Aside from documenting substandard living conditions of the clients of Family Service, for which he was appointed Community Relations Director, he also photographed to show what social work was and the vital roles that social workers performed in the community. With World War II over, there was a new generation of families who needed the assistance of a clinically trained social worker for marital problems, alcoholism, parent-child relationships, and emotional problems, during a time of tremendous change for American families when men were returning from the military services to the workforce, and women who had worked during the war were back at home; together they were producing babies in record numbers. Ransohoff’s specialty was public relations through photography to help families become aware of the ways Family Service could help. In the early 1960s, the New York-based Family Service Association of America published a pamphlet Their Career: Helping People Help Themselves which used Ransohoff’s imagery to recruit young adults into social work. [7]

Later Career[edit]

Ransohoff went on to work for Community Chest, where he continued to capture images of life in the Cincinnati community. His two official jobs were teaching community planning at the University of Cincinnati and directing special projects for the United Way and Community Chest, but in his unofficial role, he conducted hundreds of tours of the city for residents and visitors and for companies who used him to help recruit workers who may have had negative feelings about the city.[8] He co-founded Cincinnati's classical music public radio station WGUC[9] and was chairman of the Friends of Judaic Studies.[10].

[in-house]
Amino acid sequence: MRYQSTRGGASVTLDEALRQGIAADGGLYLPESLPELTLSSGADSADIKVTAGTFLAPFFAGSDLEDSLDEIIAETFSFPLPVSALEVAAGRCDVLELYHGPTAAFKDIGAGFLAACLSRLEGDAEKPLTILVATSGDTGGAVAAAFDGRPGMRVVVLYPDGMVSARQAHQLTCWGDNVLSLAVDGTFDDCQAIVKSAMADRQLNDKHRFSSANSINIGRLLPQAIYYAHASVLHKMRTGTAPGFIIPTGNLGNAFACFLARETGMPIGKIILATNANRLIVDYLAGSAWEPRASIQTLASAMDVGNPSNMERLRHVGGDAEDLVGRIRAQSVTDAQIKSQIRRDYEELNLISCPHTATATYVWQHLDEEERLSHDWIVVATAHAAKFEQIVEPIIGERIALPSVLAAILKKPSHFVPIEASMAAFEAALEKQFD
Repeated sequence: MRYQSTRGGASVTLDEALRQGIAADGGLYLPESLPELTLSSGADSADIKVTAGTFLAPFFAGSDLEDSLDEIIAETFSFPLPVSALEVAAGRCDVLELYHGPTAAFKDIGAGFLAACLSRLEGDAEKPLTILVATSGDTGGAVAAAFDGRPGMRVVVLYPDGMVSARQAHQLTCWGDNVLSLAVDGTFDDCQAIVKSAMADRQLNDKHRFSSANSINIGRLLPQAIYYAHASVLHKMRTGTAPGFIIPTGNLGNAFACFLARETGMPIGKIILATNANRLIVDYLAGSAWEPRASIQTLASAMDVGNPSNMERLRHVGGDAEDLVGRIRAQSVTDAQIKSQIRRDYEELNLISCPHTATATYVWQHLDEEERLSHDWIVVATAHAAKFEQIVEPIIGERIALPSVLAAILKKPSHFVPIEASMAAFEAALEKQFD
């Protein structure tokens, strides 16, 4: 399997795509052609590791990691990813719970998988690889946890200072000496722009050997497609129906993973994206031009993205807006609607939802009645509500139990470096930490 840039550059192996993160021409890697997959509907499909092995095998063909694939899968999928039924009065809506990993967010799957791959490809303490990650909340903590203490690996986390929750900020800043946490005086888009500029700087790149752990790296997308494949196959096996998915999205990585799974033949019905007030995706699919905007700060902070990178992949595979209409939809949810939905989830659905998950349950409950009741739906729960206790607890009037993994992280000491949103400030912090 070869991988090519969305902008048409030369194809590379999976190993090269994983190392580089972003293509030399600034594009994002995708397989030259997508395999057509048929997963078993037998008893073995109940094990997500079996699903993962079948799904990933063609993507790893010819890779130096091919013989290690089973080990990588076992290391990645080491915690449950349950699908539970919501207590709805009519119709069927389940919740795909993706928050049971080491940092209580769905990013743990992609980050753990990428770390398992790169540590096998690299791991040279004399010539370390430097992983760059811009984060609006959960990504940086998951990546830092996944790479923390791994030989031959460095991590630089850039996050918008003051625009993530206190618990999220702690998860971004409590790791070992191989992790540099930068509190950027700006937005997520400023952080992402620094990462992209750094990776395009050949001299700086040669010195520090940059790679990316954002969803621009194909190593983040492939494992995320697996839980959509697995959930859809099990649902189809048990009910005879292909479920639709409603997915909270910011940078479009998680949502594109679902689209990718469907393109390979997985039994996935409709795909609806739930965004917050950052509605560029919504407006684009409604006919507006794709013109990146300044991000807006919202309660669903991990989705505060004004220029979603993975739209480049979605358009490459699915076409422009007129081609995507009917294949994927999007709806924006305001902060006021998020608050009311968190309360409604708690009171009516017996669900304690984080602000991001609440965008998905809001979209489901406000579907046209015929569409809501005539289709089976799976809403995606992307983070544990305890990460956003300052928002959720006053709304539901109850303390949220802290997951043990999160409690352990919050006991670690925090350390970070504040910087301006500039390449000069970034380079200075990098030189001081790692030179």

Ransohoff died of pancreatic cancer in a hospital in Cincinnati,[11] on May 29, 1993 and was survived by two daughters, Sallie Ransohoff Kreines and Lela Ransohoff-Englert, both of Cincinnati; two brothers, Jerry and William, both of Cincinnati; a stepson, Charles Fleischmann, of Unionville, Pa.; a stepdaughter, Melanie Fleischmann of North Salem, N.Y., and two grandchildren.[12]


  • Skirball Museum in Cincinnati George S. Rosenthal, Daniel J. Ransohoff and Ben Rosen: Documenting Cincinnati’s Neighborhoods October 22—December 21, 2014[13]
  • Lois & Richard Rosenthal Center for Contemporary Art • 44 E. 6th Street, Cincinnati, Photographs by Daniel J. Ransohoff, December 01–December 31, 1961


  • Ransohoff, Daniel J (1959), Pictures tell your story, National Publicity Council for Health and Welfare Services, retrieved 28 August 2018